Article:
[Trigger warnings: rape, rape culture]
Among the controversies du jour is one troublesome line from the recently-aired Tonari no Kaibutsu-kun. The original line, 「動くな。騒ぐと犯す」, was rendered in Crunchyroll’s translation as “No funny moves. Make one peep and I rape you.” If, in fact, that is what he said, this is a very shocking line indeed. But here’s the thing.
That is what he said.
This is not open for interpretation.
The primary male love interest in Tonari no Kaibutsu-kun threatened the protagonist with sexual violence.
The average anime fan with a dog in this fight tends to vastly over-rate either their Japanese literacy, their understanding of how language works, or both, so I’ll take this from the very top.
Words are small units of meaning that we string together into phrases and sentences and such to encode the ephemeral ideas we have in our head into a format that can be communicated to other people. Generally speaking, there are two “kinds” of words: function words and content words. The former, function words, are the mostly-meaningless words that we use to explain how other words interact—”the”, “from”, “and”, etc. Those aren’t really relevant here. The other kind, content words, are the sounds we map on to actual things to refer to those things. Rock. Yellow. Twelve.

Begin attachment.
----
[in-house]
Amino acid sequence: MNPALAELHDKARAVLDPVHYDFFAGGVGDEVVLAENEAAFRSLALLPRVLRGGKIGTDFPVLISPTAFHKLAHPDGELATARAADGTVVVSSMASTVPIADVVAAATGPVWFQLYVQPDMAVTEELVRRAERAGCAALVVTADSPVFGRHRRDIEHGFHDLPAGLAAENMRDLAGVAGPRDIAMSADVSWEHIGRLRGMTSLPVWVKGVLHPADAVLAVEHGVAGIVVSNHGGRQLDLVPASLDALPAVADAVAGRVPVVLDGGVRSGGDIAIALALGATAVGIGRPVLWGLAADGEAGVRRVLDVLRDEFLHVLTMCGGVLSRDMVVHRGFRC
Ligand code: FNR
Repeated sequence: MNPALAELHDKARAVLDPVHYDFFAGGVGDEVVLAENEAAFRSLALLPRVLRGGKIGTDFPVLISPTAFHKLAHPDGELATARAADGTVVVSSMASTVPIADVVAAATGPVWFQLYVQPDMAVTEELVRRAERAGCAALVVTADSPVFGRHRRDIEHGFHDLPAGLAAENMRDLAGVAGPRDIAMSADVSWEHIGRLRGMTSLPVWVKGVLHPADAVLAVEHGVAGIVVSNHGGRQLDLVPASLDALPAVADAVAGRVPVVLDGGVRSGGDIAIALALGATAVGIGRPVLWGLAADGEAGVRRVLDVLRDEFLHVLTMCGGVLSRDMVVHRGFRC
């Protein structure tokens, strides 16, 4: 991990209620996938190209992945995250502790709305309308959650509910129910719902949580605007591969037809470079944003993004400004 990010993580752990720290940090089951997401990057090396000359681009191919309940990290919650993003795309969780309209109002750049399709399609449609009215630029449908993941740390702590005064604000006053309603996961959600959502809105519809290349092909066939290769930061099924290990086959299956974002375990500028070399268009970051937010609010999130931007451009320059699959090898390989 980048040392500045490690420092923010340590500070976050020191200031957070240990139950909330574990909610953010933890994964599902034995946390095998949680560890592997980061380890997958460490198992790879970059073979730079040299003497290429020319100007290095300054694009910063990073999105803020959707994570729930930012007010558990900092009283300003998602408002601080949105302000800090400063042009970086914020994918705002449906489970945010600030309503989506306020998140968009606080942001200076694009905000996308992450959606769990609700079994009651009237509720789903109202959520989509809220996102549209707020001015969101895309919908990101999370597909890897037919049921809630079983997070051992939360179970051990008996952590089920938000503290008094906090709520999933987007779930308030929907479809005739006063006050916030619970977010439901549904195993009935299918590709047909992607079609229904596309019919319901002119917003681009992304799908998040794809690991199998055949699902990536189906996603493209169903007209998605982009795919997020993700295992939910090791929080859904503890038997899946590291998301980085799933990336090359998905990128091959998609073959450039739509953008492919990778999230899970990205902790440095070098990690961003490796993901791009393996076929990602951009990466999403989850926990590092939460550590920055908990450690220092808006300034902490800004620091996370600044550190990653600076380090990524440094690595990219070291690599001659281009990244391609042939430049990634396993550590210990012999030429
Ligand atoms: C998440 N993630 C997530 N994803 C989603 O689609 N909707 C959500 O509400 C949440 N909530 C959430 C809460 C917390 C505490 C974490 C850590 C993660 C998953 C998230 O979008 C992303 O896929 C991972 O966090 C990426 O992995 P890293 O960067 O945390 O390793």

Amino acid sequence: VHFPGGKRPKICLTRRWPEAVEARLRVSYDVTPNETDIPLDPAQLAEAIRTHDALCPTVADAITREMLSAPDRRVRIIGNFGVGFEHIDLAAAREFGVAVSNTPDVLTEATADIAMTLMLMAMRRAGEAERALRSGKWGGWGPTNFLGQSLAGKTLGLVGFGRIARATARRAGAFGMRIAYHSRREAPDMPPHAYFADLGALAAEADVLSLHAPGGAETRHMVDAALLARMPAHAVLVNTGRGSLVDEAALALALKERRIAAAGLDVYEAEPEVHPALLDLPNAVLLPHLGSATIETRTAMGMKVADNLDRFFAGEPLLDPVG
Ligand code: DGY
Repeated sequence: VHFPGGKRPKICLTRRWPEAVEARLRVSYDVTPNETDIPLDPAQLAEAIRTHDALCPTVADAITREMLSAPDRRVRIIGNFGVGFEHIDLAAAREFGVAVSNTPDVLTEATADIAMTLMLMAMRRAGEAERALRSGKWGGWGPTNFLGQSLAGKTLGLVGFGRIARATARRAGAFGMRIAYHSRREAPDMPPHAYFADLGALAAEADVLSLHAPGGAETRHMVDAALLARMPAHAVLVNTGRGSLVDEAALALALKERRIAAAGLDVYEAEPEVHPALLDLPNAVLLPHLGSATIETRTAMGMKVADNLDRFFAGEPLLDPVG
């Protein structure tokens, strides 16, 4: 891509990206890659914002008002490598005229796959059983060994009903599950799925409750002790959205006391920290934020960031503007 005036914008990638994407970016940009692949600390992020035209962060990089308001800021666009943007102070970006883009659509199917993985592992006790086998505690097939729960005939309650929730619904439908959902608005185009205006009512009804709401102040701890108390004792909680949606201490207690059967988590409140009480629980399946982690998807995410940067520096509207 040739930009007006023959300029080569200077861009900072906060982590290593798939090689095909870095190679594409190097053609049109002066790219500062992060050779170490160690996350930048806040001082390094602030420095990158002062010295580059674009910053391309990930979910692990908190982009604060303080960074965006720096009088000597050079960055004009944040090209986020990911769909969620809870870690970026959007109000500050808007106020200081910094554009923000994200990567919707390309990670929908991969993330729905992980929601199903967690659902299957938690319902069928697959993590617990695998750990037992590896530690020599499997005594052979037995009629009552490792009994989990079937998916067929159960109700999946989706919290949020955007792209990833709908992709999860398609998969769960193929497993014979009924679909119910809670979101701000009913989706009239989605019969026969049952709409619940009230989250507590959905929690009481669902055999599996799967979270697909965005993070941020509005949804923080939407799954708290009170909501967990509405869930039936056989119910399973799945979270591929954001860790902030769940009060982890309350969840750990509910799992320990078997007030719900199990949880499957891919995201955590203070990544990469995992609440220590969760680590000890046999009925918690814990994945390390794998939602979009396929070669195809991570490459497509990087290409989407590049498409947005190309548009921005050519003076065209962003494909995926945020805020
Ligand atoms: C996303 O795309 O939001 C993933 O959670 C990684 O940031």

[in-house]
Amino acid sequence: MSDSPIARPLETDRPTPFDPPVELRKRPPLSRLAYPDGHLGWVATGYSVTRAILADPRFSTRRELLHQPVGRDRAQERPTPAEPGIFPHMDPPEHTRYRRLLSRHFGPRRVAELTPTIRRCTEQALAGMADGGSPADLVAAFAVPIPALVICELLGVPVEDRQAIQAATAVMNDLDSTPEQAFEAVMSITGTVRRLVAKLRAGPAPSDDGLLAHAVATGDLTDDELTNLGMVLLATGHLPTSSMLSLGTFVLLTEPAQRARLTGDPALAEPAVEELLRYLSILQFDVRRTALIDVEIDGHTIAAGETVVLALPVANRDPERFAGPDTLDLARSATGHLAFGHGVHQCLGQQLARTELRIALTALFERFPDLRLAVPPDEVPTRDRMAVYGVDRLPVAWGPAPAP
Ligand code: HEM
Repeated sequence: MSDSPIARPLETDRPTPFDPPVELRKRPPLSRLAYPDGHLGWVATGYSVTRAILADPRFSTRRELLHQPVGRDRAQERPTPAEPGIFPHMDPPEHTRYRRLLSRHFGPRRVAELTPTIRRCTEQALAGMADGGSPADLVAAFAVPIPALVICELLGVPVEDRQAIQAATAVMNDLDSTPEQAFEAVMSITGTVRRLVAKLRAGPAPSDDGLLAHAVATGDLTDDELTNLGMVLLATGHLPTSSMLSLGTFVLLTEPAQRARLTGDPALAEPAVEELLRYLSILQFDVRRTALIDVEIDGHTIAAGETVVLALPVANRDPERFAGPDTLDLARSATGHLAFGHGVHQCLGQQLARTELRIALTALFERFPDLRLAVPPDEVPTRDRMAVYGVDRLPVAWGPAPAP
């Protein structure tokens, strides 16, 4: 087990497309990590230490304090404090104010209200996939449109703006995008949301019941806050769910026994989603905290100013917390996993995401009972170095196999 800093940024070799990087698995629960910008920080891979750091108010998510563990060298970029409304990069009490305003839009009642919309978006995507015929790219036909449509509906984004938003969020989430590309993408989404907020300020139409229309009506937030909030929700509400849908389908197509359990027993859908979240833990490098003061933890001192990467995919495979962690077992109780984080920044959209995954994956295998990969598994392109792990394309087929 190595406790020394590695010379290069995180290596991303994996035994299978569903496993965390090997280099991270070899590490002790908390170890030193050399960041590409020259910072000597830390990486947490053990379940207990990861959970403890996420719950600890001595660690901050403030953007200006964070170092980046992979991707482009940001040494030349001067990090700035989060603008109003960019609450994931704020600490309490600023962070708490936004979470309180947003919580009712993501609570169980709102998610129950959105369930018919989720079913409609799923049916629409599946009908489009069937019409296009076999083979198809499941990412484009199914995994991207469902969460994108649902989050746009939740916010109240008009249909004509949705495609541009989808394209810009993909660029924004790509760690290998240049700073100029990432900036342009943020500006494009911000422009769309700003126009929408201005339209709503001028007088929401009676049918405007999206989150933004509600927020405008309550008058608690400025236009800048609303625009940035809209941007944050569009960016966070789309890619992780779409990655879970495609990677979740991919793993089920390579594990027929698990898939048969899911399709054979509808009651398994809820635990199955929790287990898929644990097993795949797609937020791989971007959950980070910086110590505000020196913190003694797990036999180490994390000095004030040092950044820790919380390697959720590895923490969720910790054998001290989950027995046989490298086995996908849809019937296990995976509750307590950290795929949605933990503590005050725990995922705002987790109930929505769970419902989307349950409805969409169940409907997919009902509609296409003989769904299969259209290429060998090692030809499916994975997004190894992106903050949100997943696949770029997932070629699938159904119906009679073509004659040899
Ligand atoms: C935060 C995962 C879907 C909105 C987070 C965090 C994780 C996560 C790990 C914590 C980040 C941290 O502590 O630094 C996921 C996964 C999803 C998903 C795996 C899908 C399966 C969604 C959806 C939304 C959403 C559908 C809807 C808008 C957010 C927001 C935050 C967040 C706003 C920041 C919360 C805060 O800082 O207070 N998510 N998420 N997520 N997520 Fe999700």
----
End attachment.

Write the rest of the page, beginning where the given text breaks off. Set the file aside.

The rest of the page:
What’s tricky, though, is that content words aren’t always exactly cut and dried. Other than proper nouns, they usually refer to sets of things, and people don’t always agree on the exact contents of those sets. The border between things a word does describe and things it doesn’t describe isn’t a sharp line, it’s more of a gradient. Just ask any two anime fans what moe means.
Moreover, the words we say are not the sum total of our communication. Outside of semantics, i.e. the meaning of words, is pragmatics, i.e. the meaning of context. As much as what we say communicates meaning, what we don’t say, what we do, how we act, what has already been said and a million other factors all contribute to the meaning imparted to listeners. This can sometimes make it tricky to interpret what exactly a given utterance was intended to mean, even if the speaker and hearer are speaking the same language.
Naturally, this is even trickier when translating between languages, because different languages sort things into semantic groups differently. People even process color completely differently depending on what language they are speaking. Translation is a delicate art because precious few words are in perfect 1:1 correspondence between languages—common words’ semantic fields tend to overlap quite a bit, but rarely is the overlap exactly perfect.
This is why it is possible to get translations “wrong”. Without a nuanced understanding of the social and linguistic context in which something is said, it’s easy for an unskilled translator to fall afoul of unspoken pragmatic rules and nuance in the language they’re less familiar with. And, conversely, it’s easy for an unskilled student of language to fall afoul of nuance when criticizing the works of a competent translator—as happened last season with the controversy over a similar line in Kokoro Connect.